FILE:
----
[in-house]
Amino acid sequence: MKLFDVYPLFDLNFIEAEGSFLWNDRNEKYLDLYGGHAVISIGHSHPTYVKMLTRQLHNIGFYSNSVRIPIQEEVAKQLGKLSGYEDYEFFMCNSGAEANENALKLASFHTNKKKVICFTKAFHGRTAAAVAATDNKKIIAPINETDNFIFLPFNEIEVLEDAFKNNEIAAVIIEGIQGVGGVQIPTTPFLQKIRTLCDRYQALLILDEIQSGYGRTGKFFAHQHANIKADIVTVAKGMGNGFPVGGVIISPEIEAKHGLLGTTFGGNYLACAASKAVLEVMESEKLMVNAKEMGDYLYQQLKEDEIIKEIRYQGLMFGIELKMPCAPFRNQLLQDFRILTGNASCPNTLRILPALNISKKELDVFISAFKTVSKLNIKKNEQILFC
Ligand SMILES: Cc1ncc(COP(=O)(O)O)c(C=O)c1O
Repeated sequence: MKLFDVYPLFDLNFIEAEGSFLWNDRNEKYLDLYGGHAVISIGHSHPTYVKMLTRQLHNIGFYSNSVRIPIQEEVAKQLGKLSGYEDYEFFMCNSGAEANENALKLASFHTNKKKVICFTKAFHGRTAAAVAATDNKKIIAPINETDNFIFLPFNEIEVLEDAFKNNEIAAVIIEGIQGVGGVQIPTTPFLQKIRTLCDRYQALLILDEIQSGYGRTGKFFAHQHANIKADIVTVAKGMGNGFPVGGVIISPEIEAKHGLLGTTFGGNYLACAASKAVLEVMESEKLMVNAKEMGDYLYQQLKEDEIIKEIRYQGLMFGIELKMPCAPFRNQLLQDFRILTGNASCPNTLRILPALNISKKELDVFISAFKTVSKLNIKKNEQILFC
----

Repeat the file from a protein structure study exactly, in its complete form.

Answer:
[in-house]
Amino acid sequence: MKLFDVYPLFDLNFIEAEGSFLWNDRNEKYLDLYGGHAVISIGHSHPTYVKMLTRQLHNIGFYSNSVRIPIQEEVAKQLGKLSGYEDYEFFMCNSGAEANENALKLASFHTNKKKVICFTKAFHGRTAAAVAATDNKKIIAPINETDNFIFLPFNEIEVLEDAFKNNEIAAVIIEGIQGVGGVQIPTTPFLQKIRTLCDRYQALLILDEIQSGYGRTGKFFAHQHANIKADIVTVAKGMGNGFPVGGVIISPEIEAKHGLLGTTFGGNYLACAASKAVLEVMESEKLMVNAKEMGDYLYQQLKEDEIIKEIRYQGLMFGIELKMPCAPFRNQLLQDFRILTGNASCPNTLRILPALNISKKELDVFISAFKTVSKLNIKKNEQILFC
Ligand SMILES: Cc1ncc(COP(=O)(O)O)c(C=O)c1O
Repeated sequence: MKLFDVYPLFDLNFIEAEGSFLWNDRNEKYLDLYGGHAVISIGHSHPTYVKMLTRQLHNIGFYSNSVRIPIQEEVAKQLGKLSGYEDYEFFMCNSGAEANENALKLASFHTNKKKVICFTKAFHGRTAAAVAATDNKKIIAPINETDNFIFLPFNEIEVLEDAFKNNEIAAVIIEGIQGVGGVQIPTTPFLQKIRTLCDRYQALLILDEIQSGYGRTGKFFAHQHANIKADIVTVAKGMGNGFPVGGVIISPEIEAKHGLLGTTFGGNYLACAASKAVLEVMESEKLMVNAKEMGDYLYQQLKEDEIIKEIRYQGLMFGIELKMPCAPFRNQLLQDFRILTGNASCPNTLRILPALNISKKELDVFISAFKTVSKLNIKKNEQILFC